The third of the PANOPLY series.  Actually, it continues from my post “PAIR OF DEUCES, PART 4

So, I zeroed in for the kill. This was gonna be a drop kick in my local Kangaroo Court. There was no way I was gonna lose this case. My first victory. Imagine that!

“Dad, that’s a Drop-Down button,” I corrected him sternly. Precision was more than past due in our software efforts.

“Pop-Up button,” he countered.

“Drop-Down!” I said again, loudly and more stridently. I pointed to the button on the screen, next to the Prior Art field (see my post last week for a discussion of screen elements — if you’re really interested). “We need to be more precise about our language if we are going sell this product,” I added.  My turn to give the retribution: he was wrong and had it coming.

“James,” Dad shouted as he pushed back on his chair, standing, “again you show no common sense!”

‘What?!’ I asked myself. Is he going to try to humiliate me again, this time in front of Steve and Peggy? No way, I said to myself.

“Dad!” I shouted, “this is called a Drop-Down button! Get the lingo right if you wanna be in the software business!”

Dad hated the idea that Olcott International was in the software business.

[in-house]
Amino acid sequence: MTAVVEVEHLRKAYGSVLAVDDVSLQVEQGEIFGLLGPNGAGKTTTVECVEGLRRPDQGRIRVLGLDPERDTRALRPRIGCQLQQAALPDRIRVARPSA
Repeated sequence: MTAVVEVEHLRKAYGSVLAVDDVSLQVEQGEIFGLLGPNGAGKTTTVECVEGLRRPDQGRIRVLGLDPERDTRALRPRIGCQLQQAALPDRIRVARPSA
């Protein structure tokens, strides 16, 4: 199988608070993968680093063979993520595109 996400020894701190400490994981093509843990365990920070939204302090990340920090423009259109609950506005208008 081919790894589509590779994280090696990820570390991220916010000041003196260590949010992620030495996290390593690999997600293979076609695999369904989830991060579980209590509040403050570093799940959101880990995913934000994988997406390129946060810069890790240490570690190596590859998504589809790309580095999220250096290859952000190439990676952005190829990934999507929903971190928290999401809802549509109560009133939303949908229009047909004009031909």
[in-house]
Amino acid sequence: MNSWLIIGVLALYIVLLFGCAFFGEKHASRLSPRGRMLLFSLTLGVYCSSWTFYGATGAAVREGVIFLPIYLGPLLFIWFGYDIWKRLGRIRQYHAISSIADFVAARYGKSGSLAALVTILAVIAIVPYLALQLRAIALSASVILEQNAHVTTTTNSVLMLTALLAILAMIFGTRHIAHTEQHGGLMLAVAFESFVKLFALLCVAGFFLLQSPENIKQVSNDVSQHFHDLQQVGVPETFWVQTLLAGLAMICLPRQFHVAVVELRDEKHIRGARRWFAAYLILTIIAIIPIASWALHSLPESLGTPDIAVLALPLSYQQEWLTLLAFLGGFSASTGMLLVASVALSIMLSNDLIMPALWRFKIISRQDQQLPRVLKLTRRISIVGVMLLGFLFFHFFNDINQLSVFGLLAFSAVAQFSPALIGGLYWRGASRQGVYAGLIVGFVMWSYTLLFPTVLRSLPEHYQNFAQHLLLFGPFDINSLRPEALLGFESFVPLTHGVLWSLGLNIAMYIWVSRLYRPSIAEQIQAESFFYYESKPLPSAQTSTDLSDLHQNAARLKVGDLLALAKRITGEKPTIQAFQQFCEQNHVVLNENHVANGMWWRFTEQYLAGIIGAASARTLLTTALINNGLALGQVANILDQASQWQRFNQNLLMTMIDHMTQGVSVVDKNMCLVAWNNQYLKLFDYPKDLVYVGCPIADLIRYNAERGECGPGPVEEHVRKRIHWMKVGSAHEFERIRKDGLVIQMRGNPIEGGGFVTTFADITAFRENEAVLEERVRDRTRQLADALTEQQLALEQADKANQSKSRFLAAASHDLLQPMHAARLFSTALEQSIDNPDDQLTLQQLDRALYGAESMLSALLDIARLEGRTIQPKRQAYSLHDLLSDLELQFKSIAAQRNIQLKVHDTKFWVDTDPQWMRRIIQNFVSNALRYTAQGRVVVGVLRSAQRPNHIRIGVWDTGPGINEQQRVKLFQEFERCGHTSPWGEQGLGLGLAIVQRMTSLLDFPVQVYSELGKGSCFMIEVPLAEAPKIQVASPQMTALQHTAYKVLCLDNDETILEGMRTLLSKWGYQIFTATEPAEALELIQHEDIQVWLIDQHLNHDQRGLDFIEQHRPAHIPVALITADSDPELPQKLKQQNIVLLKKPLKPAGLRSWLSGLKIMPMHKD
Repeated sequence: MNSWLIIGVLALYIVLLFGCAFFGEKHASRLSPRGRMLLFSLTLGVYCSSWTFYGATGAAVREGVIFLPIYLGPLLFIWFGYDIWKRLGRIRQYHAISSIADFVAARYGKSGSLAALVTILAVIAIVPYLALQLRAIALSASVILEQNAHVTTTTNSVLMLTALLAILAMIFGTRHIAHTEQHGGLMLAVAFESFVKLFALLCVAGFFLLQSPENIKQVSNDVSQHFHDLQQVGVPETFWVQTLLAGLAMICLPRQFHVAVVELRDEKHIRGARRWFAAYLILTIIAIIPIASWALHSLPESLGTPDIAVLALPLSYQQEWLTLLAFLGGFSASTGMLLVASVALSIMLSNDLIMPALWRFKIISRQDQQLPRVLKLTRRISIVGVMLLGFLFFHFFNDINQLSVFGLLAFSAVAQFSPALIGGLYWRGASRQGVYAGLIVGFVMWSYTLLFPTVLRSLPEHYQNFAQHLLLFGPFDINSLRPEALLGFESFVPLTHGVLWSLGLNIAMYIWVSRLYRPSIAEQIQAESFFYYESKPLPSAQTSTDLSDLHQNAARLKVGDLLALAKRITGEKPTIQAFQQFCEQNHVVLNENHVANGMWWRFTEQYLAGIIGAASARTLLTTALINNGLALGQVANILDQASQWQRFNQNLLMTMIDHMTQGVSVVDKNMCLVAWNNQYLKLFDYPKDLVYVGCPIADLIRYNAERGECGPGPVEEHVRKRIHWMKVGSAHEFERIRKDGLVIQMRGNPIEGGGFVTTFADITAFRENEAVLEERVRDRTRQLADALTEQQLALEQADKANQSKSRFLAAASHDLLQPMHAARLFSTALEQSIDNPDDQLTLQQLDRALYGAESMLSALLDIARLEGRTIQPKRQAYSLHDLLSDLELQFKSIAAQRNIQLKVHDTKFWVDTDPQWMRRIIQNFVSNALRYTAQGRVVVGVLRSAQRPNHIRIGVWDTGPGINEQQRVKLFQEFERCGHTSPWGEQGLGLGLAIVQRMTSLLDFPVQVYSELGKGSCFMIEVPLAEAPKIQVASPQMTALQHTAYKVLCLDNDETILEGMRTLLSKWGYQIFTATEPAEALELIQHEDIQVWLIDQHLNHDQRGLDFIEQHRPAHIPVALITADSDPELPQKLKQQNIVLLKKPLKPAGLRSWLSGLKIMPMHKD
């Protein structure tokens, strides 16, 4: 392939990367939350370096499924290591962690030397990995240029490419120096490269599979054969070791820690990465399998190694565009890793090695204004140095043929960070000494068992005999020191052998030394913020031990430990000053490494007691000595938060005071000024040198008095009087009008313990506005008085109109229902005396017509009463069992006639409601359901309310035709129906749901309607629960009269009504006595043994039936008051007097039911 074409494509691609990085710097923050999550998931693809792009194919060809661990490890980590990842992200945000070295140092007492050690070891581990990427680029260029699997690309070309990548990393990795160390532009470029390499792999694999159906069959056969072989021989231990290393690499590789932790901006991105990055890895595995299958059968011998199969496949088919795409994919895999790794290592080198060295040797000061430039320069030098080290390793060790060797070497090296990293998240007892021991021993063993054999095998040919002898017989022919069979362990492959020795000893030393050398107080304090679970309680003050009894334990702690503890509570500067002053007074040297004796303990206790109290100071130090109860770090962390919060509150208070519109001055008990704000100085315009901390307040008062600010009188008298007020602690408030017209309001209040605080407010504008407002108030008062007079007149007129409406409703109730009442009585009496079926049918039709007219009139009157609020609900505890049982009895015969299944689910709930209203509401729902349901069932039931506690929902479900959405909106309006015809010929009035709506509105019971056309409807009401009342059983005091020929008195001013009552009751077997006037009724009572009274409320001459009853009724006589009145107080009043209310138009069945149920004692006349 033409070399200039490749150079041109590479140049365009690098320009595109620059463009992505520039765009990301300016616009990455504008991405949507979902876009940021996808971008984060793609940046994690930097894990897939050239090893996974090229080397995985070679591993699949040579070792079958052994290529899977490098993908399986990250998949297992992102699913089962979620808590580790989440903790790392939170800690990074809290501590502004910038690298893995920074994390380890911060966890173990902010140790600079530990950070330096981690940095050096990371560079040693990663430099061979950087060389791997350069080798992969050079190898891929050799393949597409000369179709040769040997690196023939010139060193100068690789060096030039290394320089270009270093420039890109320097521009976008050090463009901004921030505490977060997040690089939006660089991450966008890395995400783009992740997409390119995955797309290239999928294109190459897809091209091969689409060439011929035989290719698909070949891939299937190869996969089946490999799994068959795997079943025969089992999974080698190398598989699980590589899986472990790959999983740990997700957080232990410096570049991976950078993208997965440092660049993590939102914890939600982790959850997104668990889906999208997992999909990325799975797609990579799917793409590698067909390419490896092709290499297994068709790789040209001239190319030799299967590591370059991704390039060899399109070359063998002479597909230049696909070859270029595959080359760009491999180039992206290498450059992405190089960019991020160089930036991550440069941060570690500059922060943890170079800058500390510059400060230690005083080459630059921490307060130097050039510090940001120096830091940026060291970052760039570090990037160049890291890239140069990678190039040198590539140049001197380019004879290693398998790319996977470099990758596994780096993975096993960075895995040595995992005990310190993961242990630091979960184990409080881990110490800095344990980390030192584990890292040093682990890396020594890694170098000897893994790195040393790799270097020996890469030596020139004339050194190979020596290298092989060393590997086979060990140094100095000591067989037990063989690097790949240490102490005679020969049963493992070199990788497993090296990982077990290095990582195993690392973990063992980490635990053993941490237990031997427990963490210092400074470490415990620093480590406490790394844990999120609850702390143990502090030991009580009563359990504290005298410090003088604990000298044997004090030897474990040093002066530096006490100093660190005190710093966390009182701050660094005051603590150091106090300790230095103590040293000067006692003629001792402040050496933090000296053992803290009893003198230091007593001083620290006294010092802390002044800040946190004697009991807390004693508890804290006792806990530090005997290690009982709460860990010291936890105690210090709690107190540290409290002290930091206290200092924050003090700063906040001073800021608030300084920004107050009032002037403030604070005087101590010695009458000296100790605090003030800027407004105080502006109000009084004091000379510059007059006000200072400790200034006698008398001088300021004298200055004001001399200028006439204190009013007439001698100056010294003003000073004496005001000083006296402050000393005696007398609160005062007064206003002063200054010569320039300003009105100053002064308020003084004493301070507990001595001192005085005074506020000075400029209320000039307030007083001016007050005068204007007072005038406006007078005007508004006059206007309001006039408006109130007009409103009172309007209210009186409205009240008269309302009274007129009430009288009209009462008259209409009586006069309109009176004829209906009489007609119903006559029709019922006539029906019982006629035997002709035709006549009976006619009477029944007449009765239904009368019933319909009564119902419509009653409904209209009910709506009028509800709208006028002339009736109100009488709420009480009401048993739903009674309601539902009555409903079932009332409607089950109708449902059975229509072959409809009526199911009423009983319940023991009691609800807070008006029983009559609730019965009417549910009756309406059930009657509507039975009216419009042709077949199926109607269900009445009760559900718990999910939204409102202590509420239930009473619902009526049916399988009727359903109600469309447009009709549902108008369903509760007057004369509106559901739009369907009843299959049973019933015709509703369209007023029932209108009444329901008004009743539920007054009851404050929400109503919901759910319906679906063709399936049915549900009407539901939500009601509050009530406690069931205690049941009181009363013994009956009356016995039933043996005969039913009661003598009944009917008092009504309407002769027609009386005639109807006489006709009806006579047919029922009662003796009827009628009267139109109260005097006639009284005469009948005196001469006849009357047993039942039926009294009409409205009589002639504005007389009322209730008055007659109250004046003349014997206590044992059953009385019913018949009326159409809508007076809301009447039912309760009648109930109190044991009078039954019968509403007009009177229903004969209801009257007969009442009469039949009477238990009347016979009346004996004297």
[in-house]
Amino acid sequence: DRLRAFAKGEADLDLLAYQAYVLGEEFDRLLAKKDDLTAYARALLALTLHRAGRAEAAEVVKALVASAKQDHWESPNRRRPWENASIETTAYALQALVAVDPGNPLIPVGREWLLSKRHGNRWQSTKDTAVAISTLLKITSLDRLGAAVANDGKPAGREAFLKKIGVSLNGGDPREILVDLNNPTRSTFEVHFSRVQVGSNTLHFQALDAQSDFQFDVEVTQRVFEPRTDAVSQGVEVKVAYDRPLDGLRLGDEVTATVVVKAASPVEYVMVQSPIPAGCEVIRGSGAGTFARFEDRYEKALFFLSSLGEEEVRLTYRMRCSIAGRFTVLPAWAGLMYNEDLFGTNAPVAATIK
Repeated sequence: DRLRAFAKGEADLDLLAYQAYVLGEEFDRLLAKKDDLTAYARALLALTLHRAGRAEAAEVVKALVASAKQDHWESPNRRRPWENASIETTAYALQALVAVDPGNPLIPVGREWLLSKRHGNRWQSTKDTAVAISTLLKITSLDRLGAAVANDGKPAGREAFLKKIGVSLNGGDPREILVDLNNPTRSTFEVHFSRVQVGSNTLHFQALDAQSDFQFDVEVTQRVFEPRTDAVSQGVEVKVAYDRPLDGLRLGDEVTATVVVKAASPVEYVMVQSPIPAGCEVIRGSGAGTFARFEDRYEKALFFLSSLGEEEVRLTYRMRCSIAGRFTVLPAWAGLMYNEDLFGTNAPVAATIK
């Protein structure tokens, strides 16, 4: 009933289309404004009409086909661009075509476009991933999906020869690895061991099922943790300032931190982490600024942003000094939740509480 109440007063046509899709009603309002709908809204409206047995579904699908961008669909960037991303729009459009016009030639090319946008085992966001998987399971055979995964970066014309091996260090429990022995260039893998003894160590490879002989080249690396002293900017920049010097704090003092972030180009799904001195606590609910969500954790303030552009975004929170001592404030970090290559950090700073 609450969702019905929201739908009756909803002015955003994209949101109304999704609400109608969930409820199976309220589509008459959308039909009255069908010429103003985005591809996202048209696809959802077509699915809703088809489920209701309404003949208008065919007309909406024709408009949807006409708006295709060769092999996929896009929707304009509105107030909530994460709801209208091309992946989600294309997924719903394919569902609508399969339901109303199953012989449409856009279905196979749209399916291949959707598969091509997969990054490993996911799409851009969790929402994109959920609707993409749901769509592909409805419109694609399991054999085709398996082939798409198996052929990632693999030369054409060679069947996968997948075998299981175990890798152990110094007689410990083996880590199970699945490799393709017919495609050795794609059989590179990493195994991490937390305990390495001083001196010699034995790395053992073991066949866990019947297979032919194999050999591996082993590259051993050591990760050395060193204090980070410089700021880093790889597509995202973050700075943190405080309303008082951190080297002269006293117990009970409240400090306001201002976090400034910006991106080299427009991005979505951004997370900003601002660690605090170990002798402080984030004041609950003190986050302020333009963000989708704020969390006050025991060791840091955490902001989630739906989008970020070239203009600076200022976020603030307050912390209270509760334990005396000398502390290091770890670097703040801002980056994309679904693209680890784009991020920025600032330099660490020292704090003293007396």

“Steve!” Dad shouted, “Is this called a Drop-Down or a Pop-Up button?” He wagged his finger ambiguously at the screen.

(Yoshi would sometimes joke that, in the middle of arguments, my Dad would occasionally ask the cleaning lady to weigh in and adjudicate.)

I waited an eternity for Steve’s decision and my long-overdue vindication. Steve knew software; he was a programmer. Of course, he knew the difference between various screen elements.

He was also a heroin addict.

Steve paused, his brain on tilt. Would he agree with me and risk taking a bullet for me?

“Pop-up,” he blurted out, eyes dazed.

“Oh, for fuck’s sake,” I muttered. Steve ended up answering a different question.

But there was no time to react. Dad had jumped to his feet and demanded that I leave the room. I was furious with both Steve and Dad. I wanted to protest that both screen elements were present on the screen, but the button was a “Drop-Down.”  And that was the point.  In the heat of the moment, I could only sputter out phrases of exasperation and frustration. What was wrong with these people?

fight-office

It wasn’t this humorous, trust me on this.

All of sudden, my Dad had his fists up and he actually started throwing punches at me. In addition to everything else I was feeling, now I had to deal with my Father taking swings at me! I jumped back and assumed a slugger’s posture in self-defense, just as Minou had predicted years ago. I was not going to tolerate becoming a punching bag.

Then, Dad came at me, jabbing.  Although lacking experience as a barroom brawler, I was surprised at how easy it was to dodge his parries. But, as I jumped backwards, suddenly I had another problem; I was backed up against the wall.  I had no place to go!

Steve and Peggy were shouting at Dad to stop but were probably too stunned to pull him back.  Everything was going down much too suddenly.  Now out of maneuvering room, I saw Dad reaching back with his right fist and punching forward.

It was child’s play to block his parry with my own fist.  I did it instinctively, without any thought whatsoever.